By Show and Tell
By Bree Davies
By Bree Davies
By Cory Casciato
By Emilie Johnson
By Robin Edwards
By Bree Davis
By Josiah M. Hesse
Sculptor Bob Mangold and his wife, Peggy, an art dealer, are both in their seventies, and given their many contributions to the local art world (including being among the founders of the Museum of Contemporary Art), they are living cultural treasures in Denver.
That makes their gallery (which doubles as Bob's studio) something of a local landmark. And although shows there have been infrequent in recent years, Artyard (1251 South Pearl Street, 303-777-3219) currently has two interesting exhibits on display, both featuring the work of long-established regional artists.
In the informal indoor space is Containers, a solo of recent work by Carley Warren. It is filled mostly with small sculptures that are more like miniature installations. Warren, who has been exhibiting since the 1960s, was among the first artists in Colorado to embrace installation art. The containers on view include a wheelbarrow, a circular fence and many boxes. And while there's a decidedly Japanesque feel to them, there's also conceptual content: Warren reveals the inability of containers to actually contain things, with elements spilling out of several of these.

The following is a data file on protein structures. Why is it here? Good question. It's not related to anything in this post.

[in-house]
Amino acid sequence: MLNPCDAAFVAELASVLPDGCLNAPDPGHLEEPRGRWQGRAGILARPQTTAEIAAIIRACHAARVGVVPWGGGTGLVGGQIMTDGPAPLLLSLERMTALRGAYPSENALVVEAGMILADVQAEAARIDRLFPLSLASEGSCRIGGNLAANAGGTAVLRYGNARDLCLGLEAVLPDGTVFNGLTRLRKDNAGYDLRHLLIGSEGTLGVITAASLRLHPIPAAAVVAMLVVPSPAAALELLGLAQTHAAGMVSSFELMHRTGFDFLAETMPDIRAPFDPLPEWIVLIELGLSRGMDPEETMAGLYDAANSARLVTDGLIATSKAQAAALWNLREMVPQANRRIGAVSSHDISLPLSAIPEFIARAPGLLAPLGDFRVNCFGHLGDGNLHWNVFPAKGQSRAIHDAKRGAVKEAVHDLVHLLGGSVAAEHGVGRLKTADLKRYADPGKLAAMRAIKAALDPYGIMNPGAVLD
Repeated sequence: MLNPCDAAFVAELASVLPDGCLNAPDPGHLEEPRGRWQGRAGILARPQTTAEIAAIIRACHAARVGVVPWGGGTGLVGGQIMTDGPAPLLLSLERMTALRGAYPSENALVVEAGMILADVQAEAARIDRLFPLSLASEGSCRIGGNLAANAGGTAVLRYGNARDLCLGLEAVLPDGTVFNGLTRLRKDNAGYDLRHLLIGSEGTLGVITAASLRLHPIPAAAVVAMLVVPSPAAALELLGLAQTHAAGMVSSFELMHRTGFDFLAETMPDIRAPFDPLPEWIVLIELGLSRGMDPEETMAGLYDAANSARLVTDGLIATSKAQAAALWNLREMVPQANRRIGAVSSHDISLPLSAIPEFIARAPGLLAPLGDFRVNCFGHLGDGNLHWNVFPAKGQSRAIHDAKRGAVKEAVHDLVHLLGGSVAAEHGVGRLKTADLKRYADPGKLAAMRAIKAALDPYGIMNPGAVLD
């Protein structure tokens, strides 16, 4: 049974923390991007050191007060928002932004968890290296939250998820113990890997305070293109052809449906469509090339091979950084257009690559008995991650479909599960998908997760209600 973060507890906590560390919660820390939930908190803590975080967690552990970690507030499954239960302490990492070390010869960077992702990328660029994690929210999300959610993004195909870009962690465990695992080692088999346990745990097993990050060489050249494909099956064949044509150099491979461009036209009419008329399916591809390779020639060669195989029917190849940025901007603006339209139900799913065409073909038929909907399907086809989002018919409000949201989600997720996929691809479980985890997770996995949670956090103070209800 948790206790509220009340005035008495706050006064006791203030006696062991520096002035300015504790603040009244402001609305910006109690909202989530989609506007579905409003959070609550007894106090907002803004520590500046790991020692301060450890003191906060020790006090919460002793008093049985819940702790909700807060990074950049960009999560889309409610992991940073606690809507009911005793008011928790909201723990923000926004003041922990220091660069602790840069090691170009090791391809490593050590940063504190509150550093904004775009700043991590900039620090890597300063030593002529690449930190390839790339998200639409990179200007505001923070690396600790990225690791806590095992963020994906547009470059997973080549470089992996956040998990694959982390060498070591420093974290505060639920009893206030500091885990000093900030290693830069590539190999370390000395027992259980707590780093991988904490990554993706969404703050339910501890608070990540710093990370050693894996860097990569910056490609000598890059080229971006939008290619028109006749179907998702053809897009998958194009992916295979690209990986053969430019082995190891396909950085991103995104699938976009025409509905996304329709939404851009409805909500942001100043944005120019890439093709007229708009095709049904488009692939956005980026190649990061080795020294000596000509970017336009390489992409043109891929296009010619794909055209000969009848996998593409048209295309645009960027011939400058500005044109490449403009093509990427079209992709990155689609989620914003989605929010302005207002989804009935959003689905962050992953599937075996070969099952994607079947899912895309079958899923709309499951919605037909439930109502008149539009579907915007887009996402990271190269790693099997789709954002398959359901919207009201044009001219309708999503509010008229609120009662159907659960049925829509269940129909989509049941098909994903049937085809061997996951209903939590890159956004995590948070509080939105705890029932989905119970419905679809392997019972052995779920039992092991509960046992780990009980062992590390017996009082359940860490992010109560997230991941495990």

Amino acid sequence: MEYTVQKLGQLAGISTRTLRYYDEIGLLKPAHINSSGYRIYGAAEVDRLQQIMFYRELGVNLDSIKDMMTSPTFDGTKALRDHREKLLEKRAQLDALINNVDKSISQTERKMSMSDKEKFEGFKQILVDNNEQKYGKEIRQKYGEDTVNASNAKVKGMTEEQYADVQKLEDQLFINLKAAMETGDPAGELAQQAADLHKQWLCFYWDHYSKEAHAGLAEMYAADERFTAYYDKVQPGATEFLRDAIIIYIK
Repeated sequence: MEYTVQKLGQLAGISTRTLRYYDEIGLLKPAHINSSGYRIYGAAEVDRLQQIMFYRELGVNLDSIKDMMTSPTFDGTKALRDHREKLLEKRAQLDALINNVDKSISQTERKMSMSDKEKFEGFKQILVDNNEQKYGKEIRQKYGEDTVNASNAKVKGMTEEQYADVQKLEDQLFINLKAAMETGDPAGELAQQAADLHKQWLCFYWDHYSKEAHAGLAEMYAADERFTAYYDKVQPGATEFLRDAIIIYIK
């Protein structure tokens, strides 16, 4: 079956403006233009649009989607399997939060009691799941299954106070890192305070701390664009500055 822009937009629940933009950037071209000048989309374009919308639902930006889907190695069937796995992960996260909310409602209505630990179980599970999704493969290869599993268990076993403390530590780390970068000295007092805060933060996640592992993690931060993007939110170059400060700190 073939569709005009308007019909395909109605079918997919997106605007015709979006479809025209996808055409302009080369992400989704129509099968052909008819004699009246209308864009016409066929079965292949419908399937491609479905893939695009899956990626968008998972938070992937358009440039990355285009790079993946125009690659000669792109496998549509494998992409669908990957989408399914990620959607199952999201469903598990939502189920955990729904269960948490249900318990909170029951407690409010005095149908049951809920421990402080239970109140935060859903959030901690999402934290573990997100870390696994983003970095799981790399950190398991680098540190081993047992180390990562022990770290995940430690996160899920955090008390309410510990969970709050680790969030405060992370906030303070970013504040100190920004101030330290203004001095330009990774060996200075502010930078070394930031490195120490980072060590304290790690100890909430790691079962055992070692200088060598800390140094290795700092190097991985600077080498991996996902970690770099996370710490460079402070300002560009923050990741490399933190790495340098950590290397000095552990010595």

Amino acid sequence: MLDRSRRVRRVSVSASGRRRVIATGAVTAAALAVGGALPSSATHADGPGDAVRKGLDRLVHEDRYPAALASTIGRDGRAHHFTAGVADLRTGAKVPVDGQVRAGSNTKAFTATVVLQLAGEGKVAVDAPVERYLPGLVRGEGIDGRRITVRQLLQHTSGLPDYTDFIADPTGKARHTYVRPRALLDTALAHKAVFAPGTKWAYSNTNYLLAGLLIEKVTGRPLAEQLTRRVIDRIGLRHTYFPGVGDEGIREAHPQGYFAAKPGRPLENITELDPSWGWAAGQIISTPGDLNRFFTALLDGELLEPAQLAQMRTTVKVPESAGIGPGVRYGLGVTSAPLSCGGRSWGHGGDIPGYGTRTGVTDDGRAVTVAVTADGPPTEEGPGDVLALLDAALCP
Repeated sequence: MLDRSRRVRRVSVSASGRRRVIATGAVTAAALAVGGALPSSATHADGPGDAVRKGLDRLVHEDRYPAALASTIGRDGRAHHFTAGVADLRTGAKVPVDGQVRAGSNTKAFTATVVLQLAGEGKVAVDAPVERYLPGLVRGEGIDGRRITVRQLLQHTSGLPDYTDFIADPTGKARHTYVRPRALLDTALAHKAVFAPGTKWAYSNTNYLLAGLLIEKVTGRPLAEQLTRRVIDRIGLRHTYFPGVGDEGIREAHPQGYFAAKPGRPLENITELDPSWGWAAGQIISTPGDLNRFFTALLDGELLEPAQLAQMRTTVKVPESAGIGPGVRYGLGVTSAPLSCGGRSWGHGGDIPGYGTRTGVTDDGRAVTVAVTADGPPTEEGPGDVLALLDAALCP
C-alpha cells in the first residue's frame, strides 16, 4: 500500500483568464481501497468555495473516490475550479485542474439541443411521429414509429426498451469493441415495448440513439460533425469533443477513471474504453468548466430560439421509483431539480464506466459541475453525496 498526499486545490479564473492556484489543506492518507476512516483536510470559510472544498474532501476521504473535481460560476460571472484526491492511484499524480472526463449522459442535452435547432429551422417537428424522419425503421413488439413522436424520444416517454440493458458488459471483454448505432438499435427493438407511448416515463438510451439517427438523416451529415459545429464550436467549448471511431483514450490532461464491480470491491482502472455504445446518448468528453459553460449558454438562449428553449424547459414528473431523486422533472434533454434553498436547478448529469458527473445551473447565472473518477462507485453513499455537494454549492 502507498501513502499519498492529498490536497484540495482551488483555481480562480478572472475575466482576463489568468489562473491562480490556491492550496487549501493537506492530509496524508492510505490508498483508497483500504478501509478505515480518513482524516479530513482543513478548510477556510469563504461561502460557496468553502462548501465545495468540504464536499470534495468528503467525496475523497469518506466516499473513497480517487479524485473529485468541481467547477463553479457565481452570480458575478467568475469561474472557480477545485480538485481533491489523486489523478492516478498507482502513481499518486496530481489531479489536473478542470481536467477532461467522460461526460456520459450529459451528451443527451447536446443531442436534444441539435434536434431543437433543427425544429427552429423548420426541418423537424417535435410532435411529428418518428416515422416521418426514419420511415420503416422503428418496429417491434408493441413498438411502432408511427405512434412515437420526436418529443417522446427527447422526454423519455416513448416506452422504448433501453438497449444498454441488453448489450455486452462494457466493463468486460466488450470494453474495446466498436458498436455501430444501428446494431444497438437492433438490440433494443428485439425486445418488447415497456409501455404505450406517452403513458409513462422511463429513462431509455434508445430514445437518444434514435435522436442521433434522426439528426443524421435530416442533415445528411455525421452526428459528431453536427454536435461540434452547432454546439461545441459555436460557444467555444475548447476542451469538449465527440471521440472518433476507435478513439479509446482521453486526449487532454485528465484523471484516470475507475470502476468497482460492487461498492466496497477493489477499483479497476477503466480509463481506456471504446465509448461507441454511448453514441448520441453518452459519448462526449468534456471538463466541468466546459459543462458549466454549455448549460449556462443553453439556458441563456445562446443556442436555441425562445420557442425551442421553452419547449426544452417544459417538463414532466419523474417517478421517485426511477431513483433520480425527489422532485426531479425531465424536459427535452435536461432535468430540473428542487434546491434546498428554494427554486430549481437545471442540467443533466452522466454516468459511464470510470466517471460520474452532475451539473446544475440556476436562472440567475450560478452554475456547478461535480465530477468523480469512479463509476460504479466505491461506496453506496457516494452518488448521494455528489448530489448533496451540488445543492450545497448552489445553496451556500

Outside at Artyard are the large vertical sculptures in welded mild steel and stainless steel that make up Doug Wilson. Like Warren, Wilson has a forty-year career under his belt. The sculptures are not titled, but numbered, such as "07-2" (pictured). Though the upright, totemic posture of the works suggests the figure, for Wilson the sculptures are not even a little figural; rather, they are about spontaneity and visual instinct. He links his thought processes to those of abstract painters, even though direct metal sculpture is difficult to manipulate with the immediacy of paint, as all the pesky cutting, welding and polishing gets in the way of genuine automatism.
Both shows close on November 10.